To get a user’s Discourse details from their email address, add an action step to your Zap. Select “GET” from the webhook’s action menu.
On the webhook’s Edit template step, enter your Discourse site’s base URL, followed by
/admin/users/list/all.json into the URL section. For example, my site’s base URL is
https://demo.scossar.com , so I enter
https://demo.scossar.com/admin/users/list/all.json into the URL field.
In the Query String Params section, enter “email” as the Key and then click the “Insert a Field” icon to open the dropdown menu. Select the value that was passed by your trigger step that contains the user’s email address.
Authenticate the request
Scroll down the form to its Headers section. This section is used to authenticate the request. It requires three key/value pairs:
Api-Username: the username of an admin user on your site. For most cases the ‘system’ user will be a good choice for this.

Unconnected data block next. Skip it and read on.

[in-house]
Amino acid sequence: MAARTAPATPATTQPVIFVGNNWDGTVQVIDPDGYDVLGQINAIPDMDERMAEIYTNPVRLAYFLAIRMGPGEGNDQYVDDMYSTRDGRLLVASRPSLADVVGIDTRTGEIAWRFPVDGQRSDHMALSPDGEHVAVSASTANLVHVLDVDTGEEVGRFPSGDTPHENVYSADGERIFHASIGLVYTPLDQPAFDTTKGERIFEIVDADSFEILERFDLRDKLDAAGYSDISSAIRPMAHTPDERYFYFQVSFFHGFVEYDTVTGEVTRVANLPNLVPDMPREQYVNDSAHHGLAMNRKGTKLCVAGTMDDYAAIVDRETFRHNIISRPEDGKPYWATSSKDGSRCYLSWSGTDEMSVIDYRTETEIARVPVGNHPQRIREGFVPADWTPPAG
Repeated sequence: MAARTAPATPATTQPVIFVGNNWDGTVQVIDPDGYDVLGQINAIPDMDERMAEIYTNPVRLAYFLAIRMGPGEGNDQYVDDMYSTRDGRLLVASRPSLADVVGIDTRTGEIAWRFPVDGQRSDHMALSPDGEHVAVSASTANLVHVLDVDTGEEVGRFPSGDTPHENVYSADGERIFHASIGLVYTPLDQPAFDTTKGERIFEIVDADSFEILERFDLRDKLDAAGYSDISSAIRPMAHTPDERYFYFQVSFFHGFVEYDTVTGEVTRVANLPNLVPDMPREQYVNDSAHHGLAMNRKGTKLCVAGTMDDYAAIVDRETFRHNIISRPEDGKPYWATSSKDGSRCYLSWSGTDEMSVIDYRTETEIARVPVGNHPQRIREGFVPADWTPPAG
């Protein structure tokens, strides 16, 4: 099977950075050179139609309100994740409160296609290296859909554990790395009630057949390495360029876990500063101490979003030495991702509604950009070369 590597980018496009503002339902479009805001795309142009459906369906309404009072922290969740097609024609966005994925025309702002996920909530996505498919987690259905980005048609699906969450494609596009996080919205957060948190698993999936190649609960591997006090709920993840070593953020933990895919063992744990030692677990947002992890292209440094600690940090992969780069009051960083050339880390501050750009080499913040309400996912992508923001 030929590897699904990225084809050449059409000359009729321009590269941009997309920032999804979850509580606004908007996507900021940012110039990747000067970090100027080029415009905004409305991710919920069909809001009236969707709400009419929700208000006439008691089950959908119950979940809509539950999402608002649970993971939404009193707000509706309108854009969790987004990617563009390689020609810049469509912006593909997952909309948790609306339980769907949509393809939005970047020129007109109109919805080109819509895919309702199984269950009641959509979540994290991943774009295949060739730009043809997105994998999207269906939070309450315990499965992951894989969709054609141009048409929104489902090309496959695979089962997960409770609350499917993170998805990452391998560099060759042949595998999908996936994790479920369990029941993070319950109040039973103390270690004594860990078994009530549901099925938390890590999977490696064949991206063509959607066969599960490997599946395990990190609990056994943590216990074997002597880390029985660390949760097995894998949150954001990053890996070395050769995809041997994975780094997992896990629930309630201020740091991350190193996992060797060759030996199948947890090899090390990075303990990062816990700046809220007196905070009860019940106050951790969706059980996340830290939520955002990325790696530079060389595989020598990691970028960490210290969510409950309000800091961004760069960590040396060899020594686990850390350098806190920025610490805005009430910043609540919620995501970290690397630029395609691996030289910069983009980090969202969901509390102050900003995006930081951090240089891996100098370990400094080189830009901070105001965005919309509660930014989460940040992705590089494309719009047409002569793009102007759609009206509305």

Api-Key: the API Key that is associated with the username you have used in the first key/value pair
The completed Headers section should look similar to this, but with your user’s API key:
Click the Continue button to see the data that is retrieved from Discourse for this request.
Add the final action step
Once your trigger and the optional step to retrieve data from Discourse are configured, click the “Add a Step” link and select “Webhooks by Zapier” from the action menu. You will then be asked to choose which request method you would like to use in your API request to Discourse.
Here are the request types required for the examples used in this topic:
- add user to group:
- grant custom badge: